18. ^ "Antonov An-225 op missie naar Zuid-Amerika". 8 November 2016.
  19. ^ a b Briggs, Philip (1 February 2015). Suriname. Bradt Travel Guides. p. 184. ISBN 9781841629100.
  20. ^ "THE ROUTE TO ONE MILLION PASSENGERS: INCREASING SECURITY EFFORTS IN SURINAME | Transport Security International Magazine". 15 February 2020.
  21. ^ "2,7 Kilometer Lange Taxibaan voor Meer en Snellere Afhandeling Vliegtuigen Jap Airport". 10 April 2019.
  22. ^ "Jetair Caribbean start vluchten tussen Curaçao en Paramaribo" [Jetair Caribbean begins flights between Curaçao and Paramaribo]. Luchtvaartnieuws (in Dutch). 26 January 2022. Retrieved 26 January 2022.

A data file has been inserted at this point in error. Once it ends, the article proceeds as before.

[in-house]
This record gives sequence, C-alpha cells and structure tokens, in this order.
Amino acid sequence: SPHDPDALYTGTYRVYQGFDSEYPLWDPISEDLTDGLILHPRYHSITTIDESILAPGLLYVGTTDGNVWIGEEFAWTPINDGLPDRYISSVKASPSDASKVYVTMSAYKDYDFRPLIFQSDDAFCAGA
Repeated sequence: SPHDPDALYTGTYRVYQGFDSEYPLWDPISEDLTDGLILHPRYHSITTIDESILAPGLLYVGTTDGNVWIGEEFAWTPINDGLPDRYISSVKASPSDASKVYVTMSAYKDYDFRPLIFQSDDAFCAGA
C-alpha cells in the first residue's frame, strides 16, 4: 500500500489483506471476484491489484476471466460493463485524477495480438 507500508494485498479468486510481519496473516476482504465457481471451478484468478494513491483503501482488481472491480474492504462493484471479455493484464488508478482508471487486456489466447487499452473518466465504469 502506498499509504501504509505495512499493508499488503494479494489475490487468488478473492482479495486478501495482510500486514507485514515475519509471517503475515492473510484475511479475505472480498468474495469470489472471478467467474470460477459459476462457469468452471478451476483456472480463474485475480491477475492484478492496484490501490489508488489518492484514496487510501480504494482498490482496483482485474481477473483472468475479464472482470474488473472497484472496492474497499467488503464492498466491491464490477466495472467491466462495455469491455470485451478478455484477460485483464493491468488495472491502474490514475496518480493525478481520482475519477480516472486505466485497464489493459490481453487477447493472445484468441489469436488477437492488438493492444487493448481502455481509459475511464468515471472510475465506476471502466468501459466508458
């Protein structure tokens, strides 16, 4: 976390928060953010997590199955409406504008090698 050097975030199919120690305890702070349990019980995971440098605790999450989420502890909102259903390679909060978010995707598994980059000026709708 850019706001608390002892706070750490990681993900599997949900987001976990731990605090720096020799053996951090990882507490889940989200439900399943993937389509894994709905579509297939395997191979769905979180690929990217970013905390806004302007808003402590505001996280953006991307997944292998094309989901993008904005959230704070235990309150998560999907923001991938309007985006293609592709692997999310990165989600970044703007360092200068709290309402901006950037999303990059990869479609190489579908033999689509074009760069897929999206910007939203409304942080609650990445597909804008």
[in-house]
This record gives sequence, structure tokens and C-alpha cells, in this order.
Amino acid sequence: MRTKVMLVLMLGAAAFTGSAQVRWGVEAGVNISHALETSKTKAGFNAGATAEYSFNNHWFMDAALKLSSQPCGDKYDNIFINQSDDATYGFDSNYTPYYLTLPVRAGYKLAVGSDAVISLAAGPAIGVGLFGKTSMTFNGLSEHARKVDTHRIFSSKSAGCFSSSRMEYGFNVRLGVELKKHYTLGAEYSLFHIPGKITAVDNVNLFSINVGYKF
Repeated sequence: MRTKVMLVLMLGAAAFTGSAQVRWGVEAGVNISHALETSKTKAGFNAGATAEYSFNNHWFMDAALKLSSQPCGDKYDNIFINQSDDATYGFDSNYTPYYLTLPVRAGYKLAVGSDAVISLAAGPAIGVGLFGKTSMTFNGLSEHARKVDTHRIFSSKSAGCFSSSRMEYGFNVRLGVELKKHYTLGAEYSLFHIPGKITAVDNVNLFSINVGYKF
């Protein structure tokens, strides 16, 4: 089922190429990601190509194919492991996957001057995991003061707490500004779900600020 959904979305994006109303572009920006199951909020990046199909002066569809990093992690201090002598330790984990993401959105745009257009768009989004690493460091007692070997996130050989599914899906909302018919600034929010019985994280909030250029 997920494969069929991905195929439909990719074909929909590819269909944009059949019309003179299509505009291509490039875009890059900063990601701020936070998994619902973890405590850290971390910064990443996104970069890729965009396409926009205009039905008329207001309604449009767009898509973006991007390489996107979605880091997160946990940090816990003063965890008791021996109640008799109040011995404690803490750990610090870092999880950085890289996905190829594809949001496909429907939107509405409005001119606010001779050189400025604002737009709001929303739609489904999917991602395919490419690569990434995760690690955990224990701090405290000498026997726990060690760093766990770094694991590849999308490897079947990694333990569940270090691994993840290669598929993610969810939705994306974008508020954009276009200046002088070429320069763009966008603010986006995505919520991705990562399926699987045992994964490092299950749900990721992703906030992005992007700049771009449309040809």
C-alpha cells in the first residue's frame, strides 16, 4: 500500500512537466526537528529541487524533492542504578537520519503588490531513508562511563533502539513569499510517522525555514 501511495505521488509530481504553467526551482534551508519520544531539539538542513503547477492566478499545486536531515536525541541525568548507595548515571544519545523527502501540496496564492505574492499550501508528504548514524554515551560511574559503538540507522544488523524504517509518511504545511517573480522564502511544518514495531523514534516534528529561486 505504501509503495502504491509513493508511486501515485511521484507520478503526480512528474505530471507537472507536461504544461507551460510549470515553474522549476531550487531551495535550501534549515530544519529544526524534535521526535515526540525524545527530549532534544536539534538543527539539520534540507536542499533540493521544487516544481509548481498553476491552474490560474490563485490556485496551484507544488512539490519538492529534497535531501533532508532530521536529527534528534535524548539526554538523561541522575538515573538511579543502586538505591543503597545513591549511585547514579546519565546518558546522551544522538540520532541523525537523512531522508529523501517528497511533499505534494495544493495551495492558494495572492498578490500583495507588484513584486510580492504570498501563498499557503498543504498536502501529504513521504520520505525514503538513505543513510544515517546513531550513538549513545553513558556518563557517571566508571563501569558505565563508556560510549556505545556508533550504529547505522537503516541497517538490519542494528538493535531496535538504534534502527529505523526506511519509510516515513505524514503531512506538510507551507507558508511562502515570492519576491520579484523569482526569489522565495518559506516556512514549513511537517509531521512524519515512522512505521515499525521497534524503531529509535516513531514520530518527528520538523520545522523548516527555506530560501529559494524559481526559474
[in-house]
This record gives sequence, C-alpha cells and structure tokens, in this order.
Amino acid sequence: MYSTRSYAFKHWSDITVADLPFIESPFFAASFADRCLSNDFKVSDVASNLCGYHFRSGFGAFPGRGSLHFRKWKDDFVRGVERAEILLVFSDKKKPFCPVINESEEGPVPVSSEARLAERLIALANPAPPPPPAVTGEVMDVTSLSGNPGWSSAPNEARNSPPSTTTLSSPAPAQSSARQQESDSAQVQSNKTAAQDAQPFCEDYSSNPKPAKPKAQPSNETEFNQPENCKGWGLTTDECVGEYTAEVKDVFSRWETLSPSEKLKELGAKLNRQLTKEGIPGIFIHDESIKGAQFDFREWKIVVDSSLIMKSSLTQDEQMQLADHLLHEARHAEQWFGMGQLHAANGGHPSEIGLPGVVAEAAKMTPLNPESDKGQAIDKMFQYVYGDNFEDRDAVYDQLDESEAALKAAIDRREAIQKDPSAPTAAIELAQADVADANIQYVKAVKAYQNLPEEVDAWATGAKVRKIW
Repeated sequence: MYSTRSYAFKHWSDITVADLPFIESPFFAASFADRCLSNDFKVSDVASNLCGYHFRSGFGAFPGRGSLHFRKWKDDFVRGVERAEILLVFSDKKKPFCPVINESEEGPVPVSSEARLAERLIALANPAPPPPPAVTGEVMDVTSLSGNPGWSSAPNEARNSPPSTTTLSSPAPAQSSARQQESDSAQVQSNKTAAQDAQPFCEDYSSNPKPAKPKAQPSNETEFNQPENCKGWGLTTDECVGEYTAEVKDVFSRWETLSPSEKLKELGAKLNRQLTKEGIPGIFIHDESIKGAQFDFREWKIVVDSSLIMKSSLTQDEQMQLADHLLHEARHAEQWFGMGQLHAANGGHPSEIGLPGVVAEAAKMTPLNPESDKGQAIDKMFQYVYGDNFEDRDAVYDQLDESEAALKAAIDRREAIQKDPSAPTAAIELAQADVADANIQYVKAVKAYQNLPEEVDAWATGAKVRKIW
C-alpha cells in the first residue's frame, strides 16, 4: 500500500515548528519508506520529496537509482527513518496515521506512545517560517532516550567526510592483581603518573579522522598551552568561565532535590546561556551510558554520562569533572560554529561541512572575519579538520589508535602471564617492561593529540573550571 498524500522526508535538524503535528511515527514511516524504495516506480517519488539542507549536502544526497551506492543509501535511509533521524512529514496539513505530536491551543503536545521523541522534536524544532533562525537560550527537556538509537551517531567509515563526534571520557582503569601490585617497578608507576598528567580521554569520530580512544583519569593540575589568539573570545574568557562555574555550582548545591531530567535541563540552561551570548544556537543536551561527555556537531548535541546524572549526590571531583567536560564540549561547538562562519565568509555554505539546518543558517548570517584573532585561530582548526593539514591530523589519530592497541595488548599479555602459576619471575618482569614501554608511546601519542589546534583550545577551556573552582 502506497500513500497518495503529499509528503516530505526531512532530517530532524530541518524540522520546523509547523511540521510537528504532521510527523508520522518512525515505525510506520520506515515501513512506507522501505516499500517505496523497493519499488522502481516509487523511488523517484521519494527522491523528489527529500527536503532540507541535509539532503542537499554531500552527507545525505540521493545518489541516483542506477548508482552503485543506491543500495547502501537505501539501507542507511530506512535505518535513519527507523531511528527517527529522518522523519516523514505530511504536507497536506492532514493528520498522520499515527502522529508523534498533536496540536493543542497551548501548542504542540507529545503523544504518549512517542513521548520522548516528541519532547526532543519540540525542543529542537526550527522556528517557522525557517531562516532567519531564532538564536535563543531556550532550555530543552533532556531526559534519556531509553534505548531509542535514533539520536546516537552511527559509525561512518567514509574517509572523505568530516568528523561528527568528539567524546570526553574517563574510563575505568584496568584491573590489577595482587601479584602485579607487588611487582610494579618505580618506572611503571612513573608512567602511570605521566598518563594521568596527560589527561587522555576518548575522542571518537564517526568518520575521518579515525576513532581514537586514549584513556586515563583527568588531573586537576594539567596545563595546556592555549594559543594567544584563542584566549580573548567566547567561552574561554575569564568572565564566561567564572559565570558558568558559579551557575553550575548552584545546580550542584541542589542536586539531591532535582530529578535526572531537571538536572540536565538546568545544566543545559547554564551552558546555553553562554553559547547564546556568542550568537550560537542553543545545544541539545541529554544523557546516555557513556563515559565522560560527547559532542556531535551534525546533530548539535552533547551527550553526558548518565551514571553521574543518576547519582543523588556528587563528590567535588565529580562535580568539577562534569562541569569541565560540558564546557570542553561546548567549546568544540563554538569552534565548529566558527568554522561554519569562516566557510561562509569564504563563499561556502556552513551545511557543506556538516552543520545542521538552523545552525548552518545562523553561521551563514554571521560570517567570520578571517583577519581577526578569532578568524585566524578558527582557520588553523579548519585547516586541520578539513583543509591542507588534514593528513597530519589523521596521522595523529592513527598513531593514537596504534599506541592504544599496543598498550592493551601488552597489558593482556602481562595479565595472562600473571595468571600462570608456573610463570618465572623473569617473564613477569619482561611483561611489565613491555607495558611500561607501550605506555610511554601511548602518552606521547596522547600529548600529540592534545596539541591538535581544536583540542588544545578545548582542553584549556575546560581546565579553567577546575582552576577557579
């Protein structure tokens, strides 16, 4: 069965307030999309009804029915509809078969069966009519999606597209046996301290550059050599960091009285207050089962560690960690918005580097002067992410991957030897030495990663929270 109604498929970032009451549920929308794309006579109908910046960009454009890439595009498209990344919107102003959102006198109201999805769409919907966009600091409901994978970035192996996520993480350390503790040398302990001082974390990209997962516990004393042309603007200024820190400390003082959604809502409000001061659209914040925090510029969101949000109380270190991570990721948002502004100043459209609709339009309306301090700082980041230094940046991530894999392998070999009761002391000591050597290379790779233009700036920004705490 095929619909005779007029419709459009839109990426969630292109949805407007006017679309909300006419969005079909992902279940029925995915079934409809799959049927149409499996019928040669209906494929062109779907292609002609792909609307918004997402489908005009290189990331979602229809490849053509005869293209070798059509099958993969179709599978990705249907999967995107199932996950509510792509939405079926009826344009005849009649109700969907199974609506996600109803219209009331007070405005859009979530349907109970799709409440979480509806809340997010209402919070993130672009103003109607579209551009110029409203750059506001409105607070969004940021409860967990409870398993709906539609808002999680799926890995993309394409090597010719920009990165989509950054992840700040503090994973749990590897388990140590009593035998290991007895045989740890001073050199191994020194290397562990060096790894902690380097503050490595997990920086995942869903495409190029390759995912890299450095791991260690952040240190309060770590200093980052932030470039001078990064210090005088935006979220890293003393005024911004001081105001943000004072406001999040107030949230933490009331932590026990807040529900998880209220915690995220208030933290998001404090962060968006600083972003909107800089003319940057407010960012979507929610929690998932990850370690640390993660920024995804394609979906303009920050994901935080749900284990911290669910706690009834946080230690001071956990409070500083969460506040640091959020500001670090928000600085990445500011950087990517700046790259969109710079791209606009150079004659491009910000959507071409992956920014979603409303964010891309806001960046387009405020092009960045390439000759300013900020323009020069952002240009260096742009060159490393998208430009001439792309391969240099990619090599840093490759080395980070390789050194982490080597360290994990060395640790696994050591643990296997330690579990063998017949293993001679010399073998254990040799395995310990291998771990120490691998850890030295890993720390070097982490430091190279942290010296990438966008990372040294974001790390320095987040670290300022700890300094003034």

23. ^ Harro Ranter (19 June 1960). "ASN Aircraft accident Douglas C-124C Globemaster II 52-0993 Paramaribo-Zanderij International Airport (PBM)". Retrieved 4 June 2015.
  24. ^ Harro Ranter (3 May 1972). "ASN Aircraft accident Douglas C-124C Globemaster II 52-1055 Paramaribo-Zanderij International Airport (PBM)". Retrieved 4 June 2015.
  25. ^ Harro Ranter (5 May 1978). "ASN Aircraft accident Douglas DC-6A N3493F Paramaribo-Zanderij International Airport (PBM)". Retrieved 4 June 2015.
  26. ^ Harro Ranter (7 June 1989). "ASN Aircraft accident McDonnell Douglas DC-8-62 N1809E Paramaribo-Zanderij International Airport (PBM)". Retrieved 4 June 2015.

External links

  • Official website
  • Airport information for SMJP at Great Circle Mapper. Source: DAFIF (effective October 2006).
  • Current weather for SMJP at NOAA/NWS
  • Accident history for PBM at Aviation Safety Network